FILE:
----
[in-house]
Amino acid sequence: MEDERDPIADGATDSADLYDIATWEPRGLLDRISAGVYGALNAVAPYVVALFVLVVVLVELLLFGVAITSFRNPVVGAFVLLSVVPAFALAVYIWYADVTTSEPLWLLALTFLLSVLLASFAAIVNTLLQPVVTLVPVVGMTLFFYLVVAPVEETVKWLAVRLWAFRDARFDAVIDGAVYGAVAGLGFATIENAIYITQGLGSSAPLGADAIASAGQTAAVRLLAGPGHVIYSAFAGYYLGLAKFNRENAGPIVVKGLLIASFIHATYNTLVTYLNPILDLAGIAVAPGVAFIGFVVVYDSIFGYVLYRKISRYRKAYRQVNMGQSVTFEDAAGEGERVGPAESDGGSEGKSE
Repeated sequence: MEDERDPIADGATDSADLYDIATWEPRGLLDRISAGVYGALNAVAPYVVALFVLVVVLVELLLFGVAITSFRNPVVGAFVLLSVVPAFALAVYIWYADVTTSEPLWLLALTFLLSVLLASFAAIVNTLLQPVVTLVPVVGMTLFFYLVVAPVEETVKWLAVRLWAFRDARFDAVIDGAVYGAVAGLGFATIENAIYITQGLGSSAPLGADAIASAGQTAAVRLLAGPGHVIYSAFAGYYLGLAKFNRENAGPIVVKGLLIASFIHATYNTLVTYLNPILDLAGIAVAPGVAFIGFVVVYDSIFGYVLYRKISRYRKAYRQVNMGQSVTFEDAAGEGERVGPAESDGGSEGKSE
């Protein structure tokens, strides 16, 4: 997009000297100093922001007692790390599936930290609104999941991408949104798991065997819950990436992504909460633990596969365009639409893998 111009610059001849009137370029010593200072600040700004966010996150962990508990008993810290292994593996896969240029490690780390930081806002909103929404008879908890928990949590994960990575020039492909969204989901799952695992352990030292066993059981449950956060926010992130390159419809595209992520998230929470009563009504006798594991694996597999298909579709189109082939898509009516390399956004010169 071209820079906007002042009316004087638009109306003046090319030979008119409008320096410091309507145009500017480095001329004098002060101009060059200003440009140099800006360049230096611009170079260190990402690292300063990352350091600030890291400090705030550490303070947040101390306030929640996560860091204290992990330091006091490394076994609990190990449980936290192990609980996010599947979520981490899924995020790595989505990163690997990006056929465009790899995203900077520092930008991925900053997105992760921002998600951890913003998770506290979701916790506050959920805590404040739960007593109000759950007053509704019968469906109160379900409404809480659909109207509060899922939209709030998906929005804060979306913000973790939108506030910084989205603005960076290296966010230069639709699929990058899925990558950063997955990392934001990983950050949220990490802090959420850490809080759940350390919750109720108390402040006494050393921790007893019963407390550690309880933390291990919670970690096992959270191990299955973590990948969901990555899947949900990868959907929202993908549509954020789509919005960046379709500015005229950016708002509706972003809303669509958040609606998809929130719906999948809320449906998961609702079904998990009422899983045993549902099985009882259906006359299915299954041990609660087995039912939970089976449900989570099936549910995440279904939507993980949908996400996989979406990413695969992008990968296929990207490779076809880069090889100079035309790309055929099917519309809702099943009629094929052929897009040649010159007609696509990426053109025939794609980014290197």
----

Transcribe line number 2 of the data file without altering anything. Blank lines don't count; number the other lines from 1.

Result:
Amino acid sequence: MEDERDPIADGATDSADLYDIATWEPRGLLDRISAGVYGALNAVAPYVVALFVLVVVLVELLLFGVAITSFRNPVVGAFVLLSVVPAFALAVYIWYADVTTSEPLWLLALTFLLSVLLASFAAIVNTLLQPVVTLVPVVGMTLFFYLVVAPVEETVKWLAVRLWAFRDARFDAVIDGAVYGAVAGLGFATIENAIYITQGLGSSAPLGADAIASAGQTAAVRLLAGPGHVIYSAFAGYYLGLAKFNRENAGPIVVKGLLIASFIHATYNTLVTYLNPILDLAGIAVAPGVAFIGFVVVYDSIFGYVLYRKISRYRKAYRQVNMGQSVTFEDAAGEGERVGPAESDGGSEGKSE